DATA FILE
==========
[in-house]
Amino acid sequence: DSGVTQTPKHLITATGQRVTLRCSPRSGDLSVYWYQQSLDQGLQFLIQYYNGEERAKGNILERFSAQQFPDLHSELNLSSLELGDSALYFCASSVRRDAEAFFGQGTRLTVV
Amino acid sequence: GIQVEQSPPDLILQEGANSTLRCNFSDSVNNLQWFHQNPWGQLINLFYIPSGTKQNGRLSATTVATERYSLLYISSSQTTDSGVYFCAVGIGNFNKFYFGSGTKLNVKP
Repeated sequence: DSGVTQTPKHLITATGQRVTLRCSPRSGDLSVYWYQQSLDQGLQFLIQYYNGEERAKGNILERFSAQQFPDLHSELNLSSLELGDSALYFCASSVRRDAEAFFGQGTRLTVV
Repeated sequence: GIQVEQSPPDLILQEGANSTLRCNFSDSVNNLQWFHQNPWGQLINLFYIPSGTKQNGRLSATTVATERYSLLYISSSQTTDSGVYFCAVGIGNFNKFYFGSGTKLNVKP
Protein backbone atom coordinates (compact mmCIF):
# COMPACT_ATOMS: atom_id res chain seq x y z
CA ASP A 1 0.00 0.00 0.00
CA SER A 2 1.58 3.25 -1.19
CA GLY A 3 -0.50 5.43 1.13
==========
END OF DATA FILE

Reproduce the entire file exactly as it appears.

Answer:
[in-house]
Amino acid sequence: DSGVTQTPKHLITATGQRVTLRCSPRSGDLSVYWYQQSLDQGLQFLIQYYNGEERAKGNILERFSAQQFPDLHSELNLSSLELGDSALYFCASSVRRDAEAFFGQGTRLTVV
Amino acid sequence: GIQVEQSPPDLILQEGANSTLRCNFSDSVNNLQWFHQNPWGQLINLFYIPSGTKQNGRLSATTVATERYSLLYISSSQTTDSGVYFCAVGIGNFNKFYFGSGTKLNVKP
Repeated sequence: DSGVTQTPKHLITATGQRVTLRCSPRSGDLSVYWYQQSLDQGLQFLIQYYNGEERAKGNILERFSAQQFPDLHSELNLSSLELGDSALYFCASSVRRDAEAFFGQGTRLTVV
Repeated sequence: GIQVEQSPPDLILQEGANSTLRCNFSDSVNNLQWFHQNPWGQLINLFYIPSGTKQNGRLSATTVATERYSLLYISSSQTTDSGVYFCAVGIGNFNKFYFGSGTKLNVKP
Protein backbone atom coordinates (compact mmCIF):
# COMPACT_ATOMS: atom_id res chain seq x y z
CA ASP A 1 0.00 0.00 0.00
CA SER A 2 1.58 3.25 -1.19
CA GLY A 3 -0.50 5.43 1.13